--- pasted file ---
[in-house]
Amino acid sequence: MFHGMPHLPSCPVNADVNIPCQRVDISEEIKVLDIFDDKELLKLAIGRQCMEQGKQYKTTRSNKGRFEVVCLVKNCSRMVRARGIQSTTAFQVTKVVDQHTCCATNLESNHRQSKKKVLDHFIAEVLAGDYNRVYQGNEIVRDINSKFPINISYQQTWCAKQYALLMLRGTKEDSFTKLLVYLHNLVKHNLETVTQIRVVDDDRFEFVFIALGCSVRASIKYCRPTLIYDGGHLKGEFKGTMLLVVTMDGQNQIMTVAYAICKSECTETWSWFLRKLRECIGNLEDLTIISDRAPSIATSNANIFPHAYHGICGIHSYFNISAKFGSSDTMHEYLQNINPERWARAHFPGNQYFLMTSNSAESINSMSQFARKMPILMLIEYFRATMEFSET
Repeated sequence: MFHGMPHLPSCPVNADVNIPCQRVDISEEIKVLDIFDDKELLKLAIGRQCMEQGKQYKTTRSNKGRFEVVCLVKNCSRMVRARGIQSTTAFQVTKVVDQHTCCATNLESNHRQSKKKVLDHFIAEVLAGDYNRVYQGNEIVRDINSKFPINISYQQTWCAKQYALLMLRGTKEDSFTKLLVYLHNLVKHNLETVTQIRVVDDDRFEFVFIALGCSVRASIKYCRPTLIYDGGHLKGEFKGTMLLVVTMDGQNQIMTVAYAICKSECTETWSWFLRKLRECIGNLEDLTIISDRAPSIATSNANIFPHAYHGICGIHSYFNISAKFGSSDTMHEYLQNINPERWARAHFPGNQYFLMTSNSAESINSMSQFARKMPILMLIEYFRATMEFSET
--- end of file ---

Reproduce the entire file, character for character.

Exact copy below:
[in-house]
Amino acid sequence: MFHGMPHLPSCPVNADVNIPCQRVDISEEIKVLDIFDDKELLKLAIGRQCMEQGKQYKTTRSNKGRFEVVCLVKNCSRMVRARGIQSTTAFQVTKVVDQHTCCATNLESNHRQSKKKVLDHFIAEVLAGDYNRVYQGNEIVRDINSKFPINISYQQTWCAKQYALLMLRGTKEDSFTKLLVYLHNLVKHNLETVTQIRVVDDDRFEFVFIALGCSVRASIKYCRPTLIYDGGHLKGEFKGTMLLVVTMDGQNQIMTVAYAICKSECTETWSWFLRKLRECIGNLEDLTIISDRAPSIATSNANIFPHAYHGICGIHSYFNISAKFGSSDTMHEYLQNINPERWARAHFPGNQYFLMTSNSAESINSMSQFARKMPILMLIEYFRATMEFSET
Repeated sequence: MFHGMPHLPSCPVNADVNIPCQRVDISEEIKVLDIFDDKELLKLAIGRQCMEQGKQYKTTRSNKGRFEVVCLVKNCSRMVRARGIQSTTAFQVTKVVDQHTCCATNLESNHRQSKKKVLDHFIAEVLAGDYNRVYQGNEIVRDINSKFPINISYQQTWCAKQYALLMLRGTKEDSFTKLLVYLHNLVKHNLETVTQIRVVDDDRFEFVFIALGCSVRASIKYCRPTLIYDGGHLKGEFKGTMLLVVTMDGQNQIMTVAYAICKSECTETWSWFLRKLRECIGNLEDLTIISDRAPSIATSNANIFPHAYHGICGIHSYFNISAKFGSSDTMHEYLQNINPERWARAHFPGNQYFLMTSNSAESINSMSQFARKMPILMLIEYFRATMEFSET